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Law will address drug shortages, new drugs
The Food and Drug Administration Safety and Innovation Act, signed into law Monday by President Obama, should address U.S. drug shortages, officials said.
Kathleen Sebelius, secretary of the U.S. Department of Health and Human Services, said the legislation, which passed both the House and Senate with overwhelming bipartisan majorities, should help speed safe and effective medical products to patients and maintain our nation’s role as a leader in biomedical innovation.
“This legislation will drive timely review of new innovator drugs and medical devices, implement the program proposed in the 2013 President’s Budget to accelerate approval of lower-cost generic drugs, and fund the new approval pathway for biosimilar biologics — medical product — created by the Affordable Care Act,” Sebelius said in a statement. “The legislation also enhances the tools available to the FDA to combat drug shortages by requiring manufacturers of certain drugs to notify the FDA when they experience circumstances that could lead to a potential drug shortage.”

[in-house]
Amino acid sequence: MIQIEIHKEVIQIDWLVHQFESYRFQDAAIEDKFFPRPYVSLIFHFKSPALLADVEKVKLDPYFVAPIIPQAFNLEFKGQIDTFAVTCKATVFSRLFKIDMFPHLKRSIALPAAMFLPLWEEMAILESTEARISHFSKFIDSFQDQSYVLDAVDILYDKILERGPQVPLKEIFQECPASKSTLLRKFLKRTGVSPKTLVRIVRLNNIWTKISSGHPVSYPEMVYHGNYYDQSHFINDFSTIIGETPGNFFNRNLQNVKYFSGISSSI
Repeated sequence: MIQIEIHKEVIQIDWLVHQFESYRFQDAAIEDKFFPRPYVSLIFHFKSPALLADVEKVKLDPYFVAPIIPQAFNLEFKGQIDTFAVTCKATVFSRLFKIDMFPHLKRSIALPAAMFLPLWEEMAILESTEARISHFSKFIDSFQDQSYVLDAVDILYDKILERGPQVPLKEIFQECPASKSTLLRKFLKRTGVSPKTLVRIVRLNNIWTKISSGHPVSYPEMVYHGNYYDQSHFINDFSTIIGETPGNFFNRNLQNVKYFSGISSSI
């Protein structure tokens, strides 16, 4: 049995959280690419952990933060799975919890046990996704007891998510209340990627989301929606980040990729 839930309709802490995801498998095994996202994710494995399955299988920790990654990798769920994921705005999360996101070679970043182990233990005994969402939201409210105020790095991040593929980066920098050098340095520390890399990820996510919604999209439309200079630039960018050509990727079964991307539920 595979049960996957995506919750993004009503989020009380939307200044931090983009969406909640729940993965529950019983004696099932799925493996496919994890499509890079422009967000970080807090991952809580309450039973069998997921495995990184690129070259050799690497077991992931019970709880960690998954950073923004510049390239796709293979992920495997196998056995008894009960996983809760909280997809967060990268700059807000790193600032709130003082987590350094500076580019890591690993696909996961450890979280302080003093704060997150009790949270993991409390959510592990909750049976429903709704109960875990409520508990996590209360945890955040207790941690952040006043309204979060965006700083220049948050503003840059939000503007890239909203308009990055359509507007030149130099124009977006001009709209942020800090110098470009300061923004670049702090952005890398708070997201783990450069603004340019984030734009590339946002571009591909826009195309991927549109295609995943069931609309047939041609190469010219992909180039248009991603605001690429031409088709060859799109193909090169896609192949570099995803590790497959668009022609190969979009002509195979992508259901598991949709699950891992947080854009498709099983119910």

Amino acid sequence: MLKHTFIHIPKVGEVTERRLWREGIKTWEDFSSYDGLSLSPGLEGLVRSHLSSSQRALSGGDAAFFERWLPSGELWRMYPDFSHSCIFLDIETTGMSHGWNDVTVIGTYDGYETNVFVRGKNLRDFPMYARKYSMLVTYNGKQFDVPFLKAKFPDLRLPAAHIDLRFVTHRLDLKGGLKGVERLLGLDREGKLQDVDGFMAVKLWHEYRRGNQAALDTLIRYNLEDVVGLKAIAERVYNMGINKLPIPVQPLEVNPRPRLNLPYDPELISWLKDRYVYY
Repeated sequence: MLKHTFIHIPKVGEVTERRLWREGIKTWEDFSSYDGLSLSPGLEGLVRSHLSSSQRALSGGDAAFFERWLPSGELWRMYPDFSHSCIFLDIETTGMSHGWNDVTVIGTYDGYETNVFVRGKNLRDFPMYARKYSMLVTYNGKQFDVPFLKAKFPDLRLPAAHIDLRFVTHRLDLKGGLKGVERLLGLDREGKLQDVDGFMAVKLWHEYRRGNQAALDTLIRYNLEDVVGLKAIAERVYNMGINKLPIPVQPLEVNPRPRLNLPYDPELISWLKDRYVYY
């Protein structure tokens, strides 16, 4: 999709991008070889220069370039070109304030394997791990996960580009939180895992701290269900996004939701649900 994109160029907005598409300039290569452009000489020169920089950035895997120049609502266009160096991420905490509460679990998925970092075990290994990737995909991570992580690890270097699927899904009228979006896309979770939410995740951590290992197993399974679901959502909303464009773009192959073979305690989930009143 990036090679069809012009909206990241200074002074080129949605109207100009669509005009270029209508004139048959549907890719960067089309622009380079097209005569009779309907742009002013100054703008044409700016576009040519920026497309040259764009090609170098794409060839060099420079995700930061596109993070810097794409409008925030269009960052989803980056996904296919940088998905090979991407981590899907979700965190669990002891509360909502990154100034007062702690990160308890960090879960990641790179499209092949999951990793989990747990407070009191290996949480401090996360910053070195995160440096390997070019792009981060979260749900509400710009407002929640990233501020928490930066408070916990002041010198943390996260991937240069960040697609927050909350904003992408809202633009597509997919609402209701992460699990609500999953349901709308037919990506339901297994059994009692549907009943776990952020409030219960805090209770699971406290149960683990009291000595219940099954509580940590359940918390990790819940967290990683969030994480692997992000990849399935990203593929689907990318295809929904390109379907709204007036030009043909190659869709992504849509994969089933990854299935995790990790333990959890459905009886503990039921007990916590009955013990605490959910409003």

Provisions in the legislation will help enhance the safety of the drug supply chain in an increasingly globalized market, increase incentives for the development of new antibiotics, renew mechanisms to ensure children’s medicines are appropriately tested and labeled, and expedite development and review of certain drugs for the treatment of serious or life-threatening diseases and conditions, Sebelius said.
Copyright 2012 by United Press International